May I suggest ...

Author:
Updated:
Original:

'Reflections on American Indian History: Honoring the Past, Building a Future'

Reflections on American Indian History: Honoring the Past, Building a Future'' (University of Oklahoma Press 2008, 149 pages) is a collection of five essays by academics in the field of American Indian history: Colin G. Calloway, R. David Edmunds, Laurence M. Hauptman, Peter Iverson and Brenda J. Child. (Technically, Child is a professor of American studies.) The authors adapted their essays from papers they delivered at the 2005 Wilma Mankiller Symposium on American History, sponsored by the University of Oklahoma. Mankiller, former chief of the Cherokee Nation, supplies the book's introduction.

While the symposium's focus was broad - Native history in the 20th century - familiar themes emerge in these pages, including identity, adaptability, sovereignty, the economy, education, language revitalization and gender. Taking the direct approach, Calloway's essay addresses a good number of these ''unresolved issues of the past'' under sections labeled accordingly. As Albert L. Hurtado, who edited the work, points out, the value of these essays lies in showing ''how these leading scholars think about Native American history today.''

The general readership is within its rights to flee from works featuring professionals dissecting their own trade. Done poorly, such examinations can yield insider, self-aggrandizing results. That is not the reality here, thankfully. Instead, these essays invite readers into a relaxed, thoughtful, sometimes funny and sometimes personal conversation (with footnotes) from the field's most accomplished historians.

What this book does well is put ideas on the table and then leaves it to the reader to pick them up or let them lie. Perhaps it was the atmosphere of the symposium, or perhaps it is simply a shared trait of these selections, but the authors don't come across as intent on doing a whole lot of convincing. As most enjoyable conversations do, these essays travel from theme to thought to story and then continue on their way.

Child, an Ojibwe, begins her essay by considering a jingle dress that Mankiller once received as a gift from a tribal chairman when she visited the Red Lake reservation in Minnesota. From this personal recollection, Child moves in and between subjects, including a history of the Jingle Dance and the regalia itself, the significance of sound, the modern pow wow, the work of ethnomusicologist Frances Densmore, and the traditional collection methods of maple syrup.

In traveling up and down these avenues, pointing out interesting sites along the way, Child elucidates the healing power of women in the Ojibwe culture. Similarly, Iverson employs a playful tone in his essay about the new reality American Indians have succeeded in creating for themselves. (Or, put another way, the image of the dying Indian they have finally shed.) He strengthens his work with commentary on the movies, neighborhood street names, snow cones, rodeos and reservation basketball.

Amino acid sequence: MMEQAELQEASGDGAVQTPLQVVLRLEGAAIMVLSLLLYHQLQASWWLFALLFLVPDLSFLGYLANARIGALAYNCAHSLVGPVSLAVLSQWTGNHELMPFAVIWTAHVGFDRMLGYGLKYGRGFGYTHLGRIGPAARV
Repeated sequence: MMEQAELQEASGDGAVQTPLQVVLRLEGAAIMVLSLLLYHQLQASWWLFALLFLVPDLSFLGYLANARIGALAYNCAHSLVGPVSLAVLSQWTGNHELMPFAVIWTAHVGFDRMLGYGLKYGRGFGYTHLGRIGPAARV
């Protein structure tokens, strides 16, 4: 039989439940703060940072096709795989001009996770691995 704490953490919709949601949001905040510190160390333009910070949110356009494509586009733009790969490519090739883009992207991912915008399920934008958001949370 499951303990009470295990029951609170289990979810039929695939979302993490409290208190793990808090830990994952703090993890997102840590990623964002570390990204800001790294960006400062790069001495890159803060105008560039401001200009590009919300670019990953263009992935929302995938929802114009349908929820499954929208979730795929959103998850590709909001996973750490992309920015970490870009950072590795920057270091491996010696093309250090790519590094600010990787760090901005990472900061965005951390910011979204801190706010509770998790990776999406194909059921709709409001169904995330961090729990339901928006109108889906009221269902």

Edmunds and Hauptman offer two of the book's most thought-provoking essays. Hauptman, fascinated with how ''Native peoples consciously and subconsciously construct their own views of the past,'' explores the significance of Oneida collective memory, some of it unverifiable by scholars. Focusing on three enduring stories from the Revolutionary War era, the War of 1812 and the Civil War, Hauptman concludes that verifiable or not, these stories reflect the Oneida desire to ''remain culturally distinct'' while at the same time ''to be recognized and included in the larger sweep of American history.''

Edmunds, using composite characters drawn from research, approaches the slippery subject of identity by considering the concept of ''progressive'' and ''traditional'' Indians. Such labels are often misguided and unhelpful, but as Edmunds demonstrates, the qualities of a progressive Indian a century ago are not unlike those of a traditional American Indian of today.

If the book has a weakness, it is the unevenness in the complexity of its ideas. Meaty ones such as those above appear alongside elementary ones. (We're told, for instance, that gaming is not a panacea for all the troubles in Indian country.) In a sense, however, this range of thought invites a wide readership to this volume. Those possessing a deeper understanding of American Indian history will appreciate the relaxed tone with which familiar authors deliver new understandings. The book's introductory and conversational qualities will serve those newer to the study of American Indian history. Its humor and the personal nature of the narration are a treat for all.

Jill Ingram is a freelance writer in Asheville, N.C.